InterviewUS Dow Corning, IBM develop silicone polymer for photonics

22 February 2013 20:06  [Source: ICIS news]

HOUSTON (ICIS)--US silicone producer Dow Corning and US data technology company IBM have developed a new polymer material that creates optical wavelengths in high-performance computers, an executive said on Friday.

The polymer waveguide silicone is an easily processable material that is durable and flexible, said Simon Jones, business builder for Dow Corning Electronics.

The material can be fabricated using conventional manufacturing techniques, Dow Corning said. It is also stable at extreme operating conditions, shows no curling and can bend to a 1mm radius.

“We’re just embarking on improving the materials that meet the requirements that are needed in the industry,” Jones said. “Now that the material can meet the requirements, we’re working toward building prototypes and the systems that need it.”

That will probably happen sometime this year, Jones added, and hopefully in another two or three years, companies will actually be producing computer and data systems with these links in them.

Optical interconnect technology uses light instead of electrical signals to transfer data, offering greater bandwidth while drastically reducing energy.

“When you put data rate signals down copper systems, you get like a radio signal emanating from the copper wires,” Jones said. “What happens is, from one channel to the next, you can get crosstalk. It gets increasingly more difficult with the data rate and frequency for all of this data to go on.”

“Big Data” and exascale computers are capable of performing a billion billion computations per second, Dow Corning said. With exabytes of data growing annual at 60%, scientists are trying to find more efficient ways to move all that data from the processor to the printed circuit board of a computer.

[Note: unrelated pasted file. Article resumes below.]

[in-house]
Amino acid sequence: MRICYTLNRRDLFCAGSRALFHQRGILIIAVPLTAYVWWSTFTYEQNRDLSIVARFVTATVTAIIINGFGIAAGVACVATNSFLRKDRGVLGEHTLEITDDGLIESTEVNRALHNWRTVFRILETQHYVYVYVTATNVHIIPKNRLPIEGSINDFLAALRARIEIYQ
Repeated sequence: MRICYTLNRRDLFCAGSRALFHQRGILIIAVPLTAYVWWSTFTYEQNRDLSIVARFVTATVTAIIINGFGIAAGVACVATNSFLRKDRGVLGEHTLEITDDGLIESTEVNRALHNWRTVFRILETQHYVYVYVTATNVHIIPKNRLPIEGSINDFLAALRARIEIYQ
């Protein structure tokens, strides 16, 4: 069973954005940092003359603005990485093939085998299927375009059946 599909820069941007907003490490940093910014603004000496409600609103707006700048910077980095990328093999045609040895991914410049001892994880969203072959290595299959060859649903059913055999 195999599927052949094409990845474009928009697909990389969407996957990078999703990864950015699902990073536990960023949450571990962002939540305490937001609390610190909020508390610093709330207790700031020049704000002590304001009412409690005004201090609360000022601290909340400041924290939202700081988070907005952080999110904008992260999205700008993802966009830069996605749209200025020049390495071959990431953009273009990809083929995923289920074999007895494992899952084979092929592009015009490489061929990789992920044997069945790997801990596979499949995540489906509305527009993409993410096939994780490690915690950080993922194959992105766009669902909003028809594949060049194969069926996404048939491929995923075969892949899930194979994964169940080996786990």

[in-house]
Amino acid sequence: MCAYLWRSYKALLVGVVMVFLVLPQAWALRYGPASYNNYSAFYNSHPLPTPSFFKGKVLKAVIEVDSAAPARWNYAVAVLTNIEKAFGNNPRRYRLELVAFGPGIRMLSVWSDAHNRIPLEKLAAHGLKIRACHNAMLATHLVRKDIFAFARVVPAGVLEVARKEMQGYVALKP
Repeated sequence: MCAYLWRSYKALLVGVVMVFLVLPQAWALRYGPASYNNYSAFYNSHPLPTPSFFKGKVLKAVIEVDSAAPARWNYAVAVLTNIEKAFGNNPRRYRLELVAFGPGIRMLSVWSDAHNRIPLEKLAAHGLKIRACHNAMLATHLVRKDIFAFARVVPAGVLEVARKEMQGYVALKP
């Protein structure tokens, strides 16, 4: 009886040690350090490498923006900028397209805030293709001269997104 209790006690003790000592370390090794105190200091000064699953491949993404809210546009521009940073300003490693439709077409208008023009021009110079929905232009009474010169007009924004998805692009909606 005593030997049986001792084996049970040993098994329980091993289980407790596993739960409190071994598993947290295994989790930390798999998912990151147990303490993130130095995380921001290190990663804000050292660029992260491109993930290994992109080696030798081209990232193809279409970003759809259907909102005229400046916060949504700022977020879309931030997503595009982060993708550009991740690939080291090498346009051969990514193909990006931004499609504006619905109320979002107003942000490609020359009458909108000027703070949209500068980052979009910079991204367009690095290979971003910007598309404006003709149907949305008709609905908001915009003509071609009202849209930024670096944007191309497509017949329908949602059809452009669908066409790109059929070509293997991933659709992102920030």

“Another factor is the amount of power you need to drive the data down a copper maker, and the cost of the copper maker goes up quite steeply with the length of the link,” Jones said. “With optical links, you’re shooting light instead of electrical signals, so you can make longer lengths without increasing cost and consumption.”

As a result, data links are moving from copper to optical, and they are getting shorter, he added. This is beneficial for those needing high-performance computers because they can put in more processors and memory chips and connect them closer together.

The main drivers are high-performance computers and Internet routers, which have the biggest issues today with transferring very large amounts of data, Jones said.

“What happens today is all the way down to laptops, [computers] are getting more and more performance, and ought to process more data,” Jones said. “What’s likely to happen is it is adopted tomorrow in all computers and maybe hand-held devices.”

The company is a joint venture between Dow Chemical and Corning.


By: Tracy Dang
+1 713 525 2653



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